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Liability reform compromise remains elusive

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As a bipartisan group of lawmakers races to unveil a $908 billion coronavirus relief proposal they hope can pass Congress, Democrats and Republicans remain at odds over how to resolve their differences on a key sticking point: liability reform.

Emerging from a closed-door meeting Monday evening, senators said that they have yet to reach a solution on the matter, but they exchanged competing proposals. The senators are expected to meet again Tuesday.

Sen. John Cornyn (R-Texas.) described Monday evening’s conversation in the Senate’s Mansfield Room as a “robust exchange of ideas” but added that “there’s no consensus yet.” The Texas Republican said that he suggested removing language related to liability reform and state and local aid, another sticking point, but that his proposal “went over like a lead balloon.”

While a bipartisan cohort of senators, led by Sens. Joe Manchin (D-W.Va.) and Mitt Romney (R-Utah), is working to finalize language for the $908 billion package, the Senate is also facing an imminent deadline to fund the government. Congress is expected to pass a one-week continuing resolution, as it works out the details of an omnibus package. Both House Speaker Nancy Pelosi (D-Calif.) and Senate Majority Leader Mitch McConnell (R-Ky.) have said that coronavirus relief should be attached to the omnibus.

As he was leaving the Senate on Monday night, McConnell told reporters: “I’m optimistic we’re going to get somewhere, but I have no report at the moment about how.”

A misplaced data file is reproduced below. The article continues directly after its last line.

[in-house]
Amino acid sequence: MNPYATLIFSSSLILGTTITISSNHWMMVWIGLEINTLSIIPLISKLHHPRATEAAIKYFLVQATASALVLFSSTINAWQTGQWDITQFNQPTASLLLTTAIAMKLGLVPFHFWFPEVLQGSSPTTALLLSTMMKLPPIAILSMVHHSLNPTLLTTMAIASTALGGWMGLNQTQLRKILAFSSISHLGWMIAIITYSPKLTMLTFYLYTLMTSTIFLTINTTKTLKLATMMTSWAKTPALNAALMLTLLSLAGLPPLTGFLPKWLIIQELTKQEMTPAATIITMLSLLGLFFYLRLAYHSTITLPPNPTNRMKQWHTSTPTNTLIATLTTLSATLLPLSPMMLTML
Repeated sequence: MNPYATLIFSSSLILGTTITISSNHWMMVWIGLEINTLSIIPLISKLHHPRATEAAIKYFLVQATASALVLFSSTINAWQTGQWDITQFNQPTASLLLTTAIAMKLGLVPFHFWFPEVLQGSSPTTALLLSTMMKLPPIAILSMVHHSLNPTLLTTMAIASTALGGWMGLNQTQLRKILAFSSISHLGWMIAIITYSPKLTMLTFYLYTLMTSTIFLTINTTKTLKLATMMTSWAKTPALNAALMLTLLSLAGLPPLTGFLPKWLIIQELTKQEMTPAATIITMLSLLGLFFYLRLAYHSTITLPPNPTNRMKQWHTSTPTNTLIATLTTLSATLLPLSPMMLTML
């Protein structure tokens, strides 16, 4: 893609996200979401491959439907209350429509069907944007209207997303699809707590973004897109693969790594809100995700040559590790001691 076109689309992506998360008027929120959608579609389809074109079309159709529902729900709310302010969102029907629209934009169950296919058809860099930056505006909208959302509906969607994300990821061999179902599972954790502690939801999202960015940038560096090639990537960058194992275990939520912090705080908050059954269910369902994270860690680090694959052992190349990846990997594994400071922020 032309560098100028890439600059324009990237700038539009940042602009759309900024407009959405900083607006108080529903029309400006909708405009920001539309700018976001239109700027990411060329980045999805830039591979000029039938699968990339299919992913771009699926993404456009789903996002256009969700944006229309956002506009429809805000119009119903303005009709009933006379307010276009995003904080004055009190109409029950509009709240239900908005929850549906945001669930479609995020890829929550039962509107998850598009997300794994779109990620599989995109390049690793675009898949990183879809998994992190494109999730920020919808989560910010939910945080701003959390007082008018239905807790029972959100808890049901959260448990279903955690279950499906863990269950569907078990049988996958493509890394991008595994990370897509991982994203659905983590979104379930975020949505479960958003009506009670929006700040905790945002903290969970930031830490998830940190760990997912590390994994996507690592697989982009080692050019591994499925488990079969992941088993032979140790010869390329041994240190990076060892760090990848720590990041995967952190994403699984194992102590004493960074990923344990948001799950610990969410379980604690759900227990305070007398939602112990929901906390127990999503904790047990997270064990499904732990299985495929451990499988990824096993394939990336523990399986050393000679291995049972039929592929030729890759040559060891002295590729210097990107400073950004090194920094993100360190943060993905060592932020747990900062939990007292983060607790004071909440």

McConnell, for months, has made clear that any coronavirus relief package will need to include liability reform to protect businesses and schools from lawsuits related to the coronavirus. Meanwhile, Democrats are calling for robust funding for struggling state and local governments. The bipartisan group has yet to reach a final decision on how to address the issue.

Romney said after Monday’s meeting, “There was a good faith discussion,” and he predicted: “We may be able to get there.”

The Utah Republican said that among the issues under discussion: Looking at when injuries take place. Under Romney’s proposal, there would be a federal liability protection for coronavirus-related lawsuits based on injuries that occurred in 2020.

“During 2020, we could impose a standard on states and state you must follow the following standards such as gross negligence,” Romney said. “Or we could say, instead, we’re going to create a new defense at the state level, which is a company that’s sued or a university that‘s sued could say: We followed what was being said in Washington, we followed the guidance that was there — and by virtue of that, they would be free of liability.”

Sen. Dick Durbin (D-Ill.), who over the weekend tried to strike a deal with Cornyn on liability, said there’s been some discussion of a six-month moratorium on any litigation involving Covid-19, but added that the “question is, what happens during the six months and after?”

Manchin said the bipartisan group will begin to release section-by-section summaries Tuesday. Bill text has yet to be finalized.

But with the clock ticking, lawmakers on both sides of the aisle acknowledge that the success of any efforts on coronavirus relief will likely come down to what House and Senate leadership does.

“If it’s all wrapped up into one bill, rank and file members will have two choices: You’re going to vote for the omnibus with this in there, or you’re going to vote against it,” Cornyn said. “I think that takes the leverage out of individual members’ hands.”


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